Targeted Regulation of Abortion Providers (TRAP)
South Dakota imposes extra restrictions on abortion providers, despite the fact that all health-care providers already must comply with a variety of federal and state regulations governing health, safety, building and fire codes, and zoning requirements.
Restrictions on Where Abortion Services May Be ProvidedSouth Dakota places medically unnecessary restrictions on where abortion services may be provided.
Any facility other than a hospital-including a physician's office-that provides abortion care must become licensed as an "abortion facility" and must comply with a uniquely imposed licensure scheme not required of other medical providers. These regulations include various personnel, sanitation, safety, and "quality assurance" requirements, many of which are not medically related. S.D. Codified Laws, § 34-23A-51. For instance, the regulations stipulate the size of procedure rooms (115 square feet) and recovery rooms (45 square feet) and dictate the types of flooring and lighting that may be used. S.D. Admin. R. 44:67:05:02, 44:67:05:03 (2006).
South Dakota has a law that requires abortion services between 12 and 24 weeks to "be performed in a hospital, or if one is not available, in a licensed physician's medical clinic or office of practice subject to the requirements of § 34-23A-6 [blood supply requirements]." S.D. Codified Laws § 34-23A-4 (Enacted 1973). A consent decree settled a lawsuit brought by reproductive-health-care providers that challenged the constitutionality of this law. See Planned Parenthood of Minn., N.D., S.D. v. Janklow, 216 F.Supp. 2d 983, 993 (D.S.D. 2002), rev'd by Planned Parenthood of Minn., N.D., S.D., v. Rounds, 372 F.3d 969 (8th Cir. 2004), Planned Parenthood of Minn., N.D., S.D. v. Rounds, No. Civ. 02-4009 (D.S.D. Aug. 11, 2005) (consent decree). The consent decree interpreted the law to mean that a "sufficient supply of blood immediately available" includes all abortion procedures provided up to and including 14 weeks and six days gestation rather than the 12-week limit. Planned Parenthood of Minn., N.D., S.D. v. Rounds, No. Civ. 02-4009 (D.S.D. Aug. 11, 2005) (consent decree).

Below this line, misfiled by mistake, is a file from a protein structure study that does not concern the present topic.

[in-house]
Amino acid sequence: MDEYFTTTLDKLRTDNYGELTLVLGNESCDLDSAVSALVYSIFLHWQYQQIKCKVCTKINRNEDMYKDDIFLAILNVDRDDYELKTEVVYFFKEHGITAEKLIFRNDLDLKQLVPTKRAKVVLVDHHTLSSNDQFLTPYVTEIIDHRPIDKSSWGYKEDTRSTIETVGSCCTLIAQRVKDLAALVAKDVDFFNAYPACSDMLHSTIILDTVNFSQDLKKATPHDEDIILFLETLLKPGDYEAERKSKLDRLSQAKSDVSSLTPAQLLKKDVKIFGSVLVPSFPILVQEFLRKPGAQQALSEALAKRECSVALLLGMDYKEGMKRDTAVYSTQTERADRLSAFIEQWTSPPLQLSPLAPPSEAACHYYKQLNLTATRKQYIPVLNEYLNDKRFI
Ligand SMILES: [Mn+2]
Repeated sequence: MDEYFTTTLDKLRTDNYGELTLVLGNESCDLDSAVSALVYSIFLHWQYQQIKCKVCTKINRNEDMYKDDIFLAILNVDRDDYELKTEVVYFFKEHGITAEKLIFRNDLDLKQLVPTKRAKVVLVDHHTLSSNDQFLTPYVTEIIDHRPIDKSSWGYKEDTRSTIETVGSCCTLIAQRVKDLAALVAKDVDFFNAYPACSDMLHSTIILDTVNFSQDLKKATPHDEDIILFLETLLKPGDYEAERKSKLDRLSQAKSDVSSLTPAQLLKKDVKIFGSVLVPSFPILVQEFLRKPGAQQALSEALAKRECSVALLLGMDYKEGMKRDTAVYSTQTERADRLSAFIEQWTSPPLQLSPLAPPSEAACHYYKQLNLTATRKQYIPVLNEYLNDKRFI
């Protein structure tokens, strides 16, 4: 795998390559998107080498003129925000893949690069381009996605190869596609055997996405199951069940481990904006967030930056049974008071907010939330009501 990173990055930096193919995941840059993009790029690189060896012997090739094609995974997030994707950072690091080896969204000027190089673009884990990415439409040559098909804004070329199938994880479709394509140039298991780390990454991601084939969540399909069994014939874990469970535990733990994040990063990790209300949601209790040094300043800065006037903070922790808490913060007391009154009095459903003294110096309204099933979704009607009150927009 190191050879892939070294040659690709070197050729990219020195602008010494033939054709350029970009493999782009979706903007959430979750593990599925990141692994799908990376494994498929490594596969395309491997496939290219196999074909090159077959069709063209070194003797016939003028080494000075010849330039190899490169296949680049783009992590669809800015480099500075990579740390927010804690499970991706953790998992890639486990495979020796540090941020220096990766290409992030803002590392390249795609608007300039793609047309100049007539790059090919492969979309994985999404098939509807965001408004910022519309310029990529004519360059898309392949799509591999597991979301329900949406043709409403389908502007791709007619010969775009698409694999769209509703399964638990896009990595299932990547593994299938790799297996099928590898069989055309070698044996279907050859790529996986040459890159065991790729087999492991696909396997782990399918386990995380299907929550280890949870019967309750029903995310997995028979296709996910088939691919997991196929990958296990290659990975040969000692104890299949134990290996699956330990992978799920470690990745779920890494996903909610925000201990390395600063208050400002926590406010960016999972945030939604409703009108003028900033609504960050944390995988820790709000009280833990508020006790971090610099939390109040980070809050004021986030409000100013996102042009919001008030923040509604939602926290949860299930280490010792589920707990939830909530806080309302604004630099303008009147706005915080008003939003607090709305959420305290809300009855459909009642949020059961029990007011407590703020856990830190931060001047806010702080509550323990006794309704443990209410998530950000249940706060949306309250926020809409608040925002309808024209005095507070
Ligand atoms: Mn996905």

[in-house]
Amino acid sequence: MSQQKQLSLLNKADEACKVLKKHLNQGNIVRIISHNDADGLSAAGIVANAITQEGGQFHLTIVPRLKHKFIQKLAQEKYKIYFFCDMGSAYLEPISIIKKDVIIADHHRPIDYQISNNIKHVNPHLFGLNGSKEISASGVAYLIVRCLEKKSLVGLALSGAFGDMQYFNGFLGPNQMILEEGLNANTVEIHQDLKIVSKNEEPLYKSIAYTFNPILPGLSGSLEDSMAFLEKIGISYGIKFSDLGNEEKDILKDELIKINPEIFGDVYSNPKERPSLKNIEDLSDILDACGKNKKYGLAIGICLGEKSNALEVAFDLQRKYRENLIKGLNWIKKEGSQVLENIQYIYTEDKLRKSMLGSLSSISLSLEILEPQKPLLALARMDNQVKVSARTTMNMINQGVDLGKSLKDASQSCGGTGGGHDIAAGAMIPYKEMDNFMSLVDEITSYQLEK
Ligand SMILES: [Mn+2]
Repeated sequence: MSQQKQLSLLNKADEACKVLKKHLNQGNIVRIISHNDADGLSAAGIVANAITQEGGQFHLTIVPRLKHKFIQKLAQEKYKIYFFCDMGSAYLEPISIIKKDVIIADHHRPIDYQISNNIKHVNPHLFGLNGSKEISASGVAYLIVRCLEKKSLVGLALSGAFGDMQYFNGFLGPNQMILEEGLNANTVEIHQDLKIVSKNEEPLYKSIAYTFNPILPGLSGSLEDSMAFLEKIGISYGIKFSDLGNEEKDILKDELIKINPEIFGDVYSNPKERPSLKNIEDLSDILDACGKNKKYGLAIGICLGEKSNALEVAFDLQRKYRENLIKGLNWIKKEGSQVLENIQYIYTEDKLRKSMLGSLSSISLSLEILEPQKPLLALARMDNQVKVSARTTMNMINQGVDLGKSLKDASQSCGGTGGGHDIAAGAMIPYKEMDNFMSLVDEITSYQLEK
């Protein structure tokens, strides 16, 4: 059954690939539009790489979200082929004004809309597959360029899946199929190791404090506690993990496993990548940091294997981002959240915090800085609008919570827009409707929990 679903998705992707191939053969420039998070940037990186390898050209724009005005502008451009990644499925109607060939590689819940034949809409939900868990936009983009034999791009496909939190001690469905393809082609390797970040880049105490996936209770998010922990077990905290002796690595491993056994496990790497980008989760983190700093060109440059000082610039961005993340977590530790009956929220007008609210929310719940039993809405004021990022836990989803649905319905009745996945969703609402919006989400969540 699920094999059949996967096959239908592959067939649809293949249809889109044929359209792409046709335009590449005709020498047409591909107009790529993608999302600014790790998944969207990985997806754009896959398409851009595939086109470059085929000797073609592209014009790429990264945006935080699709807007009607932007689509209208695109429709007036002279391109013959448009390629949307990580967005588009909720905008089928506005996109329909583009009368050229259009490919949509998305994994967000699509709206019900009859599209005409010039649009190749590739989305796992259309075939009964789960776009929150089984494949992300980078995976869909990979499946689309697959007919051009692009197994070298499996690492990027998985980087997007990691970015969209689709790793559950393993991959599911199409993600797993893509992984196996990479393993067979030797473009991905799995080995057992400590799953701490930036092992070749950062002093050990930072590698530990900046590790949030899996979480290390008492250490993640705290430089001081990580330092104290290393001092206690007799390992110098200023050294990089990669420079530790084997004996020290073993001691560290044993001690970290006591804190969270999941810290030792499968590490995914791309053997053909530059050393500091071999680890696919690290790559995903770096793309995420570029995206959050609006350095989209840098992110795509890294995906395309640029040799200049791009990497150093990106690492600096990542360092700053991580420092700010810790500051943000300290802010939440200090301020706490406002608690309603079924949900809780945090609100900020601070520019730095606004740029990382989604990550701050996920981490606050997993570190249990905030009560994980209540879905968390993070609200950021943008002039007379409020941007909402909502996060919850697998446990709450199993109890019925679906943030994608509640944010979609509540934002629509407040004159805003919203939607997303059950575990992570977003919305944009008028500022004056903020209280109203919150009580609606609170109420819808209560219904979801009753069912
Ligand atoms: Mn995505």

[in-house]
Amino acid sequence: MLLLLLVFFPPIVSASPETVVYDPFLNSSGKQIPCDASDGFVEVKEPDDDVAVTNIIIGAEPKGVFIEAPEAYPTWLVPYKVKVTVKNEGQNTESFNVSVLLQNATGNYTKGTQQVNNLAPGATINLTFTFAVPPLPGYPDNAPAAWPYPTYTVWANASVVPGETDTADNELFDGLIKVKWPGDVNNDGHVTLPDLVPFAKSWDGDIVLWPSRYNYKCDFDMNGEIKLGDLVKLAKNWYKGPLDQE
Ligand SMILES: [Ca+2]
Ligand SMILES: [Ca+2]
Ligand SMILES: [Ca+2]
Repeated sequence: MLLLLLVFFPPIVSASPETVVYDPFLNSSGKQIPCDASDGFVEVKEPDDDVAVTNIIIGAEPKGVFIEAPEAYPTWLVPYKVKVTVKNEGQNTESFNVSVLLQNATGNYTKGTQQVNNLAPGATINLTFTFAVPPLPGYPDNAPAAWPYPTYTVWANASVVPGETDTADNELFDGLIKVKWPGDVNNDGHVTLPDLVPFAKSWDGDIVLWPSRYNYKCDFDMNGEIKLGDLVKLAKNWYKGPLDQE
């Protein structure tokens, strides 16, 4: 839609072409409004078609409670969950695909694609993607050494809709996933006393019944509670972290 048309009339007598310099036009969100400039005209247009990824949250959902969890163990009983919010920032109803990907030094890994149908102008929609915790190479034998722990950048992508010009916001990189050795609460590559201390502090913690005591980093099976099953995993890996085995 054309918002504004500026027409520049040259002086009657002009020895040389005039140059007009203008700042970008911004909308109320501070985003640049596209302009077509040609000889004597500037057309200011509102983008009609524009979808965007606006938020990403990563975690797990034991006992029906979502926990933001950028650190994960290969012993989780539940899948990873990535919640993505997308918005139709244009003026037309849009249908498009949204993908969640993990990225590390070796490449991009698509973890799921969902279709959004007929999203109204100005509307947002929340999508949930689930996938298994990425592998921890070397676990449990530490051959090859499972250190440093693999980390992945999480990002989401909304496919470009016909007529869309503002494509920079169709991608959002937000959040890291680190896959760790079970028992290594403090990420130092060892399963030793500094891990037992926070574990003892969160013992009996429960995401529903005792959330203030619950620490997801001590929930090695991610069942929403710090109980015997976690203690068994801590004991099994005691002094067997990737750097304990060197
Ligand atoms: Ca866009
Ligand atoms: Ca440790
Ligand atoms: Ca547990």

Restrictions on Who May Provide Abortion ServicesSouth Dakota prohibits certain qualified health-care professionals from providing abortion services.
Only a physician licensed by the state or a physician practicing medicine or osteopathy and employed by the state or the United States may provide abortion care. S.D. Codified Laws §§ 34-23A-1(7), -3, -4, -5 (Enacted 1973).
The State Board of Medical and Osteopathic Examiners may not approve a physician assistant practice agreement that includes abortion as a permitted procedure. S.D. Codified Laws §§ 36-4A-20.1 (Enacted 2000), S.D. Codified Laws §§ 36-4A-1, -20 (Enacted 1973).
In addition, the South Dakota Board of Nursing and the South Dakota Board of Medical and Osteopathic Examiners may not approve a nurse practitioner or nurse midwife collaborative agreement that includes abortion as a permitted procedure. S.D. Codified Laws §§ 36-9A-1, -15 (Enacted 1979), S.D. Codified Laws § 36-9A-17.2 (Enacted 2000).